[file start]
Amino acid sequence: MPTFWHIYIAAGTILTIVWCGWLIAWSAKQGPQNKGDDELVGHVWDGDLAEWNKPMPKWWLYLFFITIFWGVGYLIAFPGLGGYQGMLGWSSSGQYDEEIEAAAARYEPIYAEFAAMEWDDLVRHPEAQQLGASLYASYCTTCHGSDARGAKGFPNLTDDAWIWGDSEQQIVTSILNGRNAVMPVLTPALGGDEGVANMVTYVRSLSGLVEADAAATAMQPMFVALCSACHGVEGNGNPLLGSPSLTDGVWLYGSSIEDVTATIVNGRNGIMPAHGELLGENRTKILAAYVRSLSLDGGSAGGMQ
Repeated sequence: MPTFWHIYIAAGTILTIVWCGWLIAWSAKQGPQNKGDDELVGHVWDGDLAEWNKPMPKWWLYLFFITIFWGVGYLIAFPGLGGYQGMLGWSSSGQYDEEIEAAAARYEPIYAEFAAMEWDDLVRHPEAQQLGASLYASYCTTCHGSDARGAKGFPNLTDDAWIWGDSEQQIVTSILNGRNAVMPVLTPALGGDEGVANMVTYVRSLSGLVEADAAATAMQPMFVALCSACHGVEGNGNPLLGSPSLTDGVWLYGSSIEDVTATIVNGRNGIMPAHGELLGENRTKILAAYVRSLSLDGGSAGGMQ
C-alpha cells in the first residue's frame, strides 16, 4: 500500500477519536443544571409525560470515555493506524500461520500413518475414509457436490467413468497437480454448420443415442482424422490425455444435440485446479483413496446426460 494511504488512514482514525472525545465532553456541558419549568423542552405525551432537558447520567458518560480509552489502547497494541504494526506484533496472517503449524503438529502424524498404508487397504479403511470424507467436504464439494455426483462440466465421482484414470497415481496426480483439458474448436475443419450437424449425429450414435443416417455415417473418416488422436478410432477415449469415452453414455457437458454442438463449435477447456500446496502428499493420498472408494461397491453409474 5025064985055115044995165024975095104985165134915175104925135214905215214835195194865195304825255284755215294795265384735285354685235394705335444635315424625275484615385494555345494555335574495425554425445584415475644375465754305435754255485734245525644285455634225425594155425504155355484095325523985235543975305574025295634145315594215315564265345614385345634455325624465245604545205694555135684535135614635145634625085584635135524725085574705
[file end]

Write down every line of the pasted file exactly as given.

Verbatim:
Amino acid sequence: MPTFWHIYIAAGTILTIVWCGWLIAWSAKQGPQNKGDDELVGHVWDGDLAEWNKPMPKWWLYLFFITIFWGVGYLIAFPGLGGYQGMLGWSSSGQYDEEIEAAAARYEPIYAEFAAMEWDDLVRHPEAQQLGASLYASYCTTCHGSDARGAKGFPNLTDDAWIWGDSEQQIVTSILNGRNAVMPVLTPALGGDEGVANMVTYVRSLSGLVEADAAATAMQPMFVALCSACHGVEGNGNPLLGSPSLTDGVWLYGSSIEDVTATIVNGRNGIMPAHGELLGENRTKILAAYVRSLSLDGGSAGGMQ
Repeated sequence: MPTFWHIYIAAGTILTIVWCGWLIAWSAKQGPQNKGDDELVGHVWDGDLAEWNKPMPKWWLYLFFITIFWGVGYLIAFPGLGGYQGMLGWSSSGQYDEEIEAAAARYEPIYAEFAAMEWDDLVRHPEAQQLGASLYASYCTTCHGSDARGAKGFPNLTDDAWIWGDSEQQIVTSILNGRNAVMPVLTPALGGDEGVANMVTYVRSLSGLVEADAAATAMQPMFVALCSACHGVEGNGNPLLGSPSLTDGVWLYGSSIEDVTATIVNGRNGIMPAHGELLGENRTKILAAYVRSLSLDGGSAGGMQ
C-alpha cells in the first residue's frame, strides 16, 4: 500500500477519536443544571409525560470515555493506524500461520500413518475414509457436490467413468497437480454448420443415442482424422490425455444435440485446479483413496446426460 494511504488512514482514525472525545465532553456541558419549568423542552405525551432537558447520567458518560480509552489502547497494541504494526506484533496472517503449524503438529502424524498404508487397504479403511470424507467436504464439494455426483462440466465421482484414470497415481496426480483439458474448436475443419450437424449425429450414435443416417455415417473418416488422436478410432477415449469415452453414455457437458454442438463449435477447456500446496502428499493420498472408494461397491453409474 5025064985055115044995165024975095104985165134915175104925135214905215214835195194865195304825255284755215294795265384735285354685235394705335444635315424625275484615385494555345494555335574495425554425445584415475644375465754305435754255485734245525644285455634225425594155425504155355484095325523985235543975305574025295634145315594215315564265345614385345634455325624465245604545205694555135684535135614635145634625085584635135524725085574705